The CommuniKids’ 120 students will be receiving “remote learning” instruction using Google Hangouts, “following best practices from the National Association for the Education of Young Children,” according to Raul Echevarria, President and Co-Founder. While Echevarria feels confident the school has the tuition base and strong community needed to weather the epidemic’s storm, he and his staff are quite concerned about what might happen if tuition drops off significantly in the coming weeks.
“This is a scary time,” he said, “Our school relies on tuition to be able to continue to pay our teachers and keep the lights on. Fortunately, we have a community that is rising to the occasion and helping us by continuing to pay tuition and providing much needed emotional support to our team.”
To be cautious, however, the school administration has submitted a Small Business Administration disaster relief application and is looking into whether the CARES Act [Congress’s recent relief package] might provide relief should enrollment decline precipitously.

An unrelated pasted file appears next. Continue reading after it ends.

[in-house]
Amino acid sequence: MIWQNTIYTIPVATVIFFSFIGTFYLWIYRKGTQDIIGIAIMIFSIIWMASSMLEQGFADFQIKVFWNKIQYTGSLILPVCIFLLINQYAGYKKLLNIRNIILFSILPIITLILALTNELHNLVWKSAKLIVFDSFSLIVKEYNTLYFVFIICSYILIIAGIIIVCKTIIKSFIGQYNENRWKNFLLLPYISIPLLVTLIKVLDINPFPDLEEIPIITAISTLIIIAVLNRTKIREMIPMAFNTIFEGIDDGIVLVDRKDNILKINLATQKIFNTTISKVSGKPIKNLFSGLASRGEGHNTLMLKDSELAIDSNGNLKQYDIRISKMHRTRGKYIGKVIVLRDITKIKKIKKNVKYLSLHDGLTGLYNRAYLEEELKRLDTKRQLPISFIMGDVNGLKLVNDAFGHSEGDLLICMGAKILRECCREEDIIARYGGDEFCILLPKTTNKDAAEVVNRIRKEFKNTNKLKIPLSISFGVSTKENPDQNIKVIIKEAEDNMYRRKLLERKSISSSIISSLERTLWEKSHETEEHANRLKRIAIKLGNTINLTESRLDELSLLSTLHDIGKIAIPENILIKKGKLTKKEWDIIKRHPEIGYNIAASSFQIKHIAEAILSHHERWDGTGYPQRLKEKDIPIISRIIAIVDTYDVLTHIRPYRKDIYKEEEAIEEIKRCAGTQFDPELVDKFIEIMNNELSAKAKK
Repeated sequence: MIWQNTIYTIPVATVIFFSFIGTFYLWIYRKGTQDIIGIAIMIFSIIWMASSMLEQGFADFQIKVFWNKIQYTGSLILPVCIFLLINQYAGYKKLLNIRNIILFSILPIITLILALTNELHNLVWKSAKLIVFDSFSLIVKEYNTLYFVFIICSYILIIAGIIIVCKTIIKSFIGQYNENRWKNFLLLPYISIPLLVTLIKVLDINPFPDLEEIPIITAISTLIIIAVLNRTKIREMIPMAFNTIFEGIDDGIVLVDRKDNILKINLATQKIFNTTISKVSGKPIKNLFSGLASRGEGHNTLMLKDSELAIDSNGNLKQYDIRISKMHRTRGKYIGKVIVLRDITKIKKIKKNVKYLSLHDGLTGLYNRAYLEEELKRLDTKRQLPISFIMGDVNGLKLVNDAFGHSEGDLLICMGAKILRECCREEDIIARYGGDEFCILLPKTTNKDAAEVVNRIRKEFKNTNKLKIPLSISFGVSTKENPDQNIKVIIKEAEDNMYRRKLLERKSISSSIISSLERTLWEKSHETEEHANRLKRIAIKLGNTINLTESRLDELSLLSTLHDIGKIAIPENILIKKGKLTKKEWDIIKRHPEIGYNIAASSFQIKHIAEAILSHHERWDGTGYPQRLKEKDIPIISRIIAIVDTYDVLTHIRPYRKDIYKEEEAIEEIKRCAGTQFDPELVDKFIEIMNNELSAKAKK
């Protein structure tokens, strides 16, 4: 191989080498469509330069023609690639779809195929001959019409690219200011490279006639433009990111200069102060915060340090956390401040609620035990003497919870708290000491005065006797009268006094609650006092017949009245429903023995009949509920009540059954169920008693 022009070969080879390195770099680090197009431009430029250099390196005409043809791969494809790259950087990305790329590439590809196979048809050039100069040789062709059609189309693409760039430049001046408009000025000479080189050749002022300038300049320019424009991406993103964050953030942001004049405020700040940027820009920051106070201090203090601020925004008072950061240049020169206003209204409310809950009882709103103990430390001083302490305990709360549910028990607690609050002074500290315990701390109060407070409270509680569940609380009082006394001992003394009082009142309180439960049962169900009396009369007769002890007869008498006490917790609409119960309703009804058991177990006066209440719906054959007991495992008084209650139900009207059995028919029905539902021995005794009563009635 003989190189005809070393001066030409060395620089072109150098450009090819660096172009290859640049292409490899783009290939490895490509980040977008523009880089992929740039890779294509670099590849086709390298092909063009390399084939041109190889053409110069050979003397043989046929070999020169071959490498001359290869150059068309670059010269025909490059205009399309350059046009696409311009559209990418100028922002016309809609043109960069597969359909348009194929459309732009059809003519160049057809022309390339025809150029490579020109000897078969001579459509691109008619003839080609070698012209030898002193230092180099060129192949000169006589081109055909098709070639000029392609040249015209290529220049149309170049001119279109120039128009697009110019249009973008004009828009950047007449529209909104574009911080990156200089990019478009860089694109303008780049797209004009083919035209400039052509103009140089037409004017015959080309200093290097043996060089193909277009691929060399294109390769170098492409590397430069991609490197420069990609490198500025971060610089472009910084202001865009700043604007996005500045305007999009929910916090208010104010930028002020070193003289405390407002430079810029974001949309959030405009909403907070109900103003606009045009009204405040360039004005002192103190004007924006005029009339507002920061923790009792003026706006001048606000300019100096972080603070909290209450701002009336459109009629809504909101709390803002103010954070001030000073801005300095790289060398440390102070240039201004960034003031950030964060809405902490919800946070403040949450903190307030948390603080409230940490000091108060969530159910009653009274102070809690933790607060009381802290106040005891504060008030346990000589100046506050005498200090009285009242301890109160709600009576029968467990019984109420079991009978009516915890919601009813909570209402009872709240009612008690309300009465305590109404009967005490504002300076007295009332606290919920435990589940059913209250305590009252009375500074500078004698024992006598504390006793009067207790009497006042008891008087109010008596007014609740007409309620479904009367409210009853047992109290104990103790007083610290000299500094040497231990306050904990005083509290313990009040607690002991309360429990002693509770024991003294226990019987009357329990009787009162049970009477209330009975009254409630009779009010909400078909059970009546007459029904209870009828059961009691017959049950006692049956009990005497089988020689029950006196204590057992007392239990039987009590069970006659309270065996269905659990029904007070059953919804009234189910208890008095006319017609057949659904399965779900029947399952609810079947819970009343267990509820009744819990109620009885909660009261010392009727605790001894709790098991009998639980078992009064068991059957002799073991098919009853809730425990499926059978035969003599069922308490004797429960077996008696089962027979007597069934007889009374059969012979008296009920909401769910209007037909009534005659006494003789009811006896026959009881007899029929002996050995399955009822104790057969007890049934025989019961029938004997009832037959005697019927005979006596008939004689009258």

Falls Church Montessori could not be reached for comment, but on March 28 it informed followers of its Twitter feed that if tuition dries up, large numbers of staff will have to be let go.
“Our school will not survive, if we all collectively aim to ‘pause in place,’” the tweet read. “Ultimately staffing down can be brutally quick. However, rebuilding will not be so…To assemble this group has taken decades. If we lose our people, we will likely not get them back….”
Since the VDSS and federal guidelines were put into effect, Ismael decided to remain open despite her drop in daily attendance and parent fears starting to spike. She, too, is uncertain about receiving any aid from the $2 trillion relief package that Congress passed last week.
“I have spoken to a couple of other providers and they are just taking the bullet right now,” Ismael said, “I heard from one in Springfield and they have just totally shut down. The others are only half open, and only for the emergency personnel.”